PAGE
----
High and increasing personal income tax rates discourage people from working, saving, investing, and being entrepreneurial—activities that form the basis of a thriving economy.
canadian income tax
The federal Liberals delivered their Throne Speech last week, emphasizing the planned middle-class tax cut. Yet there are two major problems with the government's proposed tax reform.
Tax hikes—particularly on upper earners—tend to bring in less revenue for governments than expected because people change their behaviour in ways that reduce the impact of the tax hikes on their tax bill.
Earlier this month, Bill Morneau, the former chair of the C.D. Howe Institute, was appointed Canada’s minister of finance.
The appointment of Bill Morneau as minister of finance is particularly interesting because of his involvement in the world of public policy think-tanks. In recent years, the Fraser Institute and the C.D. Howe Institute (where Mr. Morneau recently served as Chair) have both produced important research that provides insights that can help guide the policy decisions of the new finance minister on a number of different files. This series of blog posts will highlight a number of key policy areas where Mr. Morneau’s think-tank experience can be especially useful.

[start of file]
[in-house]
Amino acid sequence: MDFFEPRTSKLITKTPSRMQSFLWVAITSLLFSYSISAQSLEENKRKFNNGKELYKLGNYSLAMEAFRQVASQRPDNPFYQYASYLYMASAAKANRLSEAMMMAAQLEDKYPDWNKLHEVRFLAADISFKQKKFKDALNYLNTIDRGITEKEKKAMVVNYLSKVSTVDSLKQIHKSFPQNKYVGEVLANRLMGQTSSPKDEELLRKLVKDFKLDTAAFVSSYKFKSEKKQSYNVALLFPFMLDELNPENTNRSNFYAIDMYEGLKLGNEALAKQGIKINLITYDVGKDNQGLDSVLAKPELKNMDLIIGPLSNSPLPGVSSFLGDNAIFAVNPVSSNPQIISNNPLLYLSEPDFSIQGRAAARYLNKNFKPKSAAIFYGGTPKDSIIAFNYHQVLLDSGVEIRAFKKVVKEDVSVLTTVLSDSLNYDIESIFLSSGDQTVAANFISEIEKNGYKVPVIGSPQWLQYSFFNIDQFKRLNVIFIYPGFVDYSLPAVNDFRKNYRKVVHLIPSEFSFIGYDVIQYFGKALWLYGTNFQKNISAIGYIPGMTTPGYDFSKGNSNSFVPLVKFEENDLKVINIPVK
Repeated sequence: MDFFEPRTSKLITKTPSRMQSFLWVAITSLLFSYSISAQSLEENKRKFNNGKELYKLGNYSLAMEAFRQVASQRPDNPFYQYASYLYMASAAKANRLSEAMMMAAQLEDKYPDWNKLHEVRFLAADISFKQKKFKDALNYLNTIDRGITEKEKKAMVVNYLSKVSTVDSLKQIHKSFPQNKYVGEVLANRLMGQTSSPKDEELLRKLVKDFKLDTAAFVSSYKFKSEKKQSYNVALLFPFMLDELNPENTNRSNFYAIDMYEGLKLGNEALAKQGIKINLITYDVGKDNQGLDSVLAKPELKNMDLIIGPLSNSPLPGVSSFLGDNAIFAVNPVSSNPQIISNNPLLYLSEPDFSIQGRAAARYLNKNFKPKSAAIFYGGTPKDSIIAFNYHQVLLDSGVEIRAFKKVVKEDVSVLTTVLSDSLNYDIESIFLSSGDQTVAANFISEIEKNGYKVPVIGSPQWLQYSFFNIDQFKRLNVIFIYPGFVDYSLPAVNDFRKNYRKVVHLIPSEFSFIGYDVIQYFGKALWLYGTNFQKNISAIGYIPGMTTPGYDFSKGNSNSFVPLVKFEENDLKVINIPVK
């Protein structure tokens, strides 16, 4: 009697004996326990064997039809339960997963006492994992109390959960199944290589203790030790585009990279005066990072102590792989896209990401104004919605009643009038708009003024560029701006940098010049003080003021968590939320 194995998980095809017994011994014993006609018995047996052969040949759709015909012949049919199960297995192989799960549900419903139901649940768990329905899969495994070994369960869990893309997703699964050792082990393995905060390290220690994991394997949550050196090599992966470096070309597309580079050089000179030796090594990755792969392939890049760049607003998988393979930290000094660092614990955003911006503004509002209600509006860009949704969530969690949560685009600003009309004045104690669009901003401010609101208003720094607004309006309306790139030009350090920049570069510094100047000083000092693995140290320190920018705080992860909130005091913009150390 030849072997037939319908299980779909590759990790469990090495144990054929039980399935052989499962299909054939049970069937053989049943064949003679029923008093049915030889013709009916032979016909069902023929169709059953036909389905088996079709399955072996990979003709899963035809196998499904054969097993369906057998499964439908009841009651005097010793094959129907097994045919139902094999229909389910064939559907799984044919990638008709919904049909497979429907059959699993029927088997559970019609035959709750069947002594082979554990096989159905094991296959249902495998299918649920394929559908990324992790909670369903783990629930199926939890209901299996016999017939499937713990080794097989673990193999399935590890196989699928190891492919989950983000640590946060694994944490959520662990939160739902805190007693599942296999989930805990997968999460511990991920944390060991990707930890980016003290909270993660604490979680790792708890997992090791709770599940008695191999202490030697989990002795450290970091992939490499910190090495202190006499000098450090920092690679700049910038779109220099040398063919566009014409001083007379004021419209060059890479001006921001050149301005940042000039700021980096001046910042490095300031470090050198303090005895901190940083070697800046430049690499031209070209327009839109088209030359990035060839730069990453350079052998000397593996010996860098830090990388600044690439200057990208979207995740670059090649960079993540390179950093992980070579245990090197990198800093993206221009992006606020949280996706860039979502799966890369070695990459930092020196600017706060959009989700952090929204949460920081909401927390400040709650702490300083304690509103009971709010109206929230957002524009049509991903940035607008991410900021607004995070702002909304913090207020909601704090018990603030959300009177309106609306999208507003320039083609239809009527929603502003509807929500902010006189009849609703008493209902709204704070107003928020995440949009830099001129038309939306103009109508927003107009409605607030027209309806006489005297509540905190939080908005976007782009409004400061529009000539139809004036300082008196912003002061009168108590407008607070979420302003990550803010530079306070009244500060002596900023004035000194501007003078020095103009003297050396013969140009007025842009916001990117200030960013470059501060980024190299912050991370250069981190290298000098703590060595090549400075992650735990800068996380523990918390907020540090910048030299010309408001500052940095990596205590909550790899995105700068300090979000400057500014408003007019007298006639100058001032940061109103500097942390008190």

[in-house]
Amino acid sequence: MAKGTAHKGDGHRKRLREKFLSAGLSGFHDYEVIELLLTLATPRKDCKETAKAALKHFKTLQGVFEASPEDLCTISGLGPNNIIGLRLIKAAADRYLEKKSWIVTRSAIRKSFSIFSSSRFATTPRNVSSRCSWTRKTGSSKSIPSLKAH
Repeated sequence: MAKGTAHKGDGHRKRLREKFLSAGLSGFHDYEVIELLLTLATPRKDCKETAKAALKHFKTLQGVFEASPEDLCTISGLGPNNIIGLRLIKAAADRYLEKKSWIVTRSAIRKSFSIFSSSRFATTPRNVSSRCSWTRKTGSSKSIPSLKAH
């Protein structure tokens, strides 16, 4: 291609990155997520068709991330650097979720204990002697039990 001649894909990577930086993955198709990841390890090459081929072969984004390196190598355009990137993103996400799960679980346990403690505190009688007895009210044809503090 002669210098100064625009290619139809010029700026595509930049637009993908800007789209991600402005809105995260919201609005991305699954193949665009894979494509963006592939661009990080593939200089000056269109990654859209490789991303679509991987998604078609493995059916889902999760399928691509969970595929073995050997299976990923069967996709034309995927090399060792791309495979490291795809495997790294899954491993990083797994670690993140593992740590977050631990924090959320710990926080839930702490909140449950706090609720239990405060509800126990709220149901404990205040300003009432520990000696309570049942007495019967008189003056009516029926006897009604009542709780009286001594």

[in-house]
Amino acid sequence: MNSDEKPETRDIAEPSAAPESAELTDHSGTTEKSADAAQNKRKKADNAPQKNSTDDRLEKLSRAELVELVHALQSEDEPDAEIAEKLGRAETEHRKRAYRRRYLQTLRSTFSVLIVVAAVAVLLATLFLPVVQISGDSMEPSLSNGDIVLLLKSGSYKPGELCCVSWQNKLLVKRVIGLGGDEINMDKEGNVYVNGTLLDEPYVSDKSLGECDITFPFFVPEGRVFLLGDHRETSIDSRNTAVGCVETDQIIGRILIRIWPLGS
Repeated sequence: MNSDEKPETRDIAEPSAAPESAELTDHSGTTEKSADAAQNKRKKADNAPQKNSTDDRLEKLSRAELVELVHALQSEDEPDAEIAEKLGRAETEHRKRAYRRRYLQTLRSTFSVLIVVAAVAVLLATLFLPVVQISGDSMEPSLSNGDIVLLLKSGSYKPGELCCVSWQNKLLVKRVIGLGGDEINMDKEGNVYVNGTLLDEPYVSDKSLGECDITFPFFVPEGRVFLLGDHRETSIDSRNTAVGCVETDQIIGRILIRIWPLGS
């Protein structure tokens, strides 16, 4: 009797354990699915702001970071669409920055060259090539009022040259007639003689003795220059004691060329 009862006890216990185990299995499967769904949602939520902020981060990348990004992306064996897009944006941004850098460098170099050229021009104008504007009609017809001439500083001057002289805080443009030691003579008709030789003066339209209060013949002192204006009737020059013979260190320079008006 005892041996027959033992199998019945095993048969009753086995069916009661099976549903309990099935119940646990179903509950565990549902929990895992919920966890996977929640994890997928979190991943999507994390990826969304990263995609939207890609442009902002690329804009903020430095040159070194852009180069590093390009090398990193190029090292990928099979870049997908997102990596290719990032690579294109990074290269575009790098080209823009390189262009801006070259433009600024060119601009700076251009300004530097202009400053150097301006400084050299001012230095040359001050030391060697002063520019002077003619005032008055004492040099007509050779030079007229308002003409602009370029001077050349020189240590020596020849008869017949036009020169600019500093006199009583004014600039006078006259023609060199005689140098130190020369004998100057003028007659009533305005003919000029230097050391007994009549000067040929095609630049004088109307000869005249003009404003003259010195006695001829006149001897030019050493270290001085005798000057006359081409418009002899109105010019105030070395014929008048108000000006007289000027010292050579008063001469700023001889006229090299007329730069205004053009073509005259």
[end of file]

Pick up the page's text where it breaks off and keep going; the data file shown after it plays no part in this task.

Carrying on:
Prime Minister Trudeau's letter to Finance Minister Bill Morneau lists 27 priorities—we offer a quick reaction to 13 of these priorities.
There are clear parallels between the campaigns and governing approaches of President Obama and the Trudeau Liberals.
Raising tax rates increases revenues at lower tax rates—but as rates rise, a work disincentive effect kicks in, as well as a stronger tax-planning incentive that erodes revenues.
Deficits and debt, uncompetitive personal income tax rates, and the decline in business start-ups.